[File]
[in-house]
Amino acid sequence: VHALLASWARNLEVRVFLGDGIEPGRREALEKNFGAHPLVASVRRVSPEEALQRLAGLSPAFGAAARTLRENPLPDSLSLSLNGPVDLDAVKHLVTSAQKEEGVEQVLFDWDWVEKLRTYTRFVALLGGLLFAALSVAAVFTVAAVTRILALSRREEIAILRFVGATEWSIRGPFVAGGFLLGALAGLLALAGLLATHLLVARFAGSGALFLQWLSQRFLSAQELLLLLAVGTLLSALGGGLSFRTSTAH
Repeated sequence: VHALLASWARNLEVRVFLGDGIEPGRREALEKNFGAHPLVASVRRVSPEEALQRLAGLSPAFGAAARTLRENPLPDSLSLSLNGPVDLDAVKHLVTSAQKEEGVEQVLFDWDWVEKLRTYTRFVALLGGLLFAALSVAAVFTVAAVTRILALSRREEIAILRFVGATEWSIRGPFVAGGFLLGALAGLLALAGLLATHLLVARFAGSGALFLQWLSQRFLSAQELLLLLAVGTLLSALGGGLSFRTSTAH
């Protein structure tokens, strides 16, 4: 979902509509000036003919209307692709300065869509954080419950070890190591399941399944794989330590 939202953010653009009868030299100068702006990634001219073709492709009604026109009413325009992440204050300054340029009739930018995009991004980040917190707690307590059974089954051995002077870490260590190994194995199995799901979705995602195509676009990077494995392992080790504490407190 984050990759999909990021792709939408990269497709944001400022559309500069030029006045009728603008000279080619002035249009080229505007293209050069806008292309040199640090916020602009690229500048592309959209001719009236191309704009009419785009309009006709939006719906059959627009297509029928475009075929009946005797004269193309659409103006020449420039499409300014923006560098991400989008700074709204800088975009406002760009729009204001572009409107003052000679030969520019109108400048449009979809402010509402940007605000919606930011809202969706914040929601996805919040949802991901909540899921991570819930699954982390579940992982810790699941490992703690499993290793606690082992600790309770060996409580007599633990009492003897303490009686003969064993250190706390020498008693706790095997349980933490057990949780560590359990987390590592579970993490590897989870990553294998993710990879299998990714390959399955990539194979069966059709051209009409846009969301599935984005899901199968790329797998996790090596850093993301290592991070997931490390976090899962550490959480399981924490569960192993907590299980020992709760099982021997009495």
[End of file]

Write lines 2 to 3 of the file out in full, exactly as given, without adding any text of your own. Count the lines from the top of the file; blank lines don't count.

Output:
Amino acid sequence: VHALLASWARNLEVRVFLGDGIEPGRREALEKNFGAHPLVASVRRVSPEEALQRLAGLSPAFGAAARTLRENPLPDSLSLSLNGPVDLDAVKHLVTSAQKEEGVEQVLFDWDWVEKLRTYTRFVALLGGLLFAALSVAAVFTVAAVTRILALSRREEIAILRFVGATEWSIRGPFVAGGFLLGALAGLLALAGLLATHLLVARFAGSGALFLQWLSQRFLSAQELLLLLAVGTLLSALGGGLSFRTSTAH
Repeated sequence: VHALLASWARNLEVRVFLGDGIEPGRREALEKNFGAHPLVASVRRVSPEEALQRLAGLSPAFGAAARTLRENPLPDSLSLSLNGPVDLDAVKHLVTSAQKEEGVEQVLFDWDWVEKLRTYTRFVALLGGLLFAALSVAAVFTVAAVTRILALSRREEIAILRFVGATEWSIRGPFVAGGFLLGALAGLLALAGLLATHLLVARFAGSGALFLQWLSQRFLSAQELLLLLAVGTLLSALGGGLSFRTSTAH